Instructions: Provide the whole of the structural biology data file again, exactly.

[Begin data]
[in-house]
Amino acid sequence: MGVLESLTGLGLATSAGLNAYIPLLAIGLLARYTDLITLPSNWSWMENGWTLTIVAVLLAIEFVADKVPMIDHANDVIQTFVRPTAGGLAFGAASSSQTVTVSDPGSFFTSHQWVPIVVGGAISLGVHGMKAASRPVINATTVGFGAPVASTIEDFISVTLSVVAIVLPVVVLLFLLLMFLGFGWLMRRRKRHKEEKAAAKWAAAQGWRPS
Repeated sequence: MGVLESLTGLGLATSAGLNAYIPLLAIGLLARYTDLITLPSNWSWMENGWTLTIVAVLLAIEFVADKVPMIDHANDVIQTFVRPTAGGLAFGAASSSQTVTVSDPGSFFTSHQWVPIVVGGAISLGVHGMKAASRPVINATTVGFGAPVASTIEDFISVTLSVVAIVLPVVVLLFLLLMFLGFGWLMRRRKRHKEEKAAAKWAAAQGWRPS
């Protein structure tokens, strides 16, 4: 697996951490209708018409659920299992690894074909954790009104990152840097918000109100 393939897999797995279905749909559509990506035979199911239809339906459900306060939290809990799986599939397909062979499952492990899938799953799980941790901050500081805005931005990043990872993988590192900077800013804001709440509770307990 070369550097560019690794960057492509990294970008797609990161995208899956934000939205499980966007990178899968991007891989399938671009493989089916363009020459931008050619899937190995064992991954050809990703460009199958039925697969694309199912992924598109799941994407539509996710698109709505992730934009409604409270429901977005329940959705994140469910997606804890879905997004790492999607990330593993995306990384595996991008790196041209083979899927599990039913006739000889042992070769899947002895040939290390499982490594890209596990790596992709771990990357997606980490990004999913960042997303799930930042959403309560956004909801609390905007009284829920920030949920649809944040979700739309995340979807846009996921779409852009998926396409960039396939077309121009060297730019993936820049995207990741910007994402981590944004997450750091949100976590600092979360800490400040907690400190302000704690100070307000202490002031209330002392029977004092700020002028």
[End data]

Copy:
[in-house]
Amino acid sequence: MGVLESLTGLGLATSAGLNAYIPLLAIGLLARYTDLITLPSNWSWMENGWTLTIVAVLLAIEFVADKVPMIDHANDVIQTFVRPTAGGLAFGAASSSQTVTVSDPGSFFTSHQWVPIVVGGAISLGVHGMKAASRPVINATTVGFGAPVASTIEDFISVTLSVVAIVLPVVVLLFLLLMFLGFGWLMRRRKRHKEEKAAAKWAAAQGWRPS
Repeated sequence: MGVLESLTGLGLATSAGLNAYIPLLAIGLLARYTDLITLPSNWSWMENGWTLTIVAVLLAIEFVADKVPMIDHANDVIQTFVRPTAGGLAFGAASSSQTVTVSDPGSFFTSHQWVPIVVGGAISLGVHGMKAASRPVINATTVGFGAPVASTIEDFISVTLSVVAIVLPVVVLLFLLLMFLGFGWLMRRRKRHKEEKAAAKWAAAQGWRPS
């Protein structure tokens, strides 16, 4: 697996951490209708018409659920299992690894074909954790009104990152840097918000109100 393939897999797995279905749909559509990506035979199911239809339906459900306060939290809990799986599939397909062979499952492990899938799953799980941790901050500081805005931005990043990872993988590192900077800013804001709440509770307990 070369550097560019690794960057492509990294970008797609990161995208899956934000939205499980966007990178899968991007891989399938671009493989089916363009020459931008050619899937190995064992991954050809990703460009199958039925697969694309199912992924598109799941994407539509996710698109709505992730934009409604409270429901977005329940959705994140469910997606804890879905997004790492999607990330593993995306990384595996991008790196041209083979899927599990039913006739000889042992070769899947002895040939290390499982490594890209596990790596992709771990990357997606980490990004999913960042997303799930930042959403309560956004909801609390905007009284829920920030949920649809944040979700739309995340979807846009996921779409852009998926396409960039396939077309121009060297730019993936820049995207990741910007994402981590944004997450750091949100976590600092979360800490400040907690400190302000704690100070307000202490002031209330002392029977004092700020002028």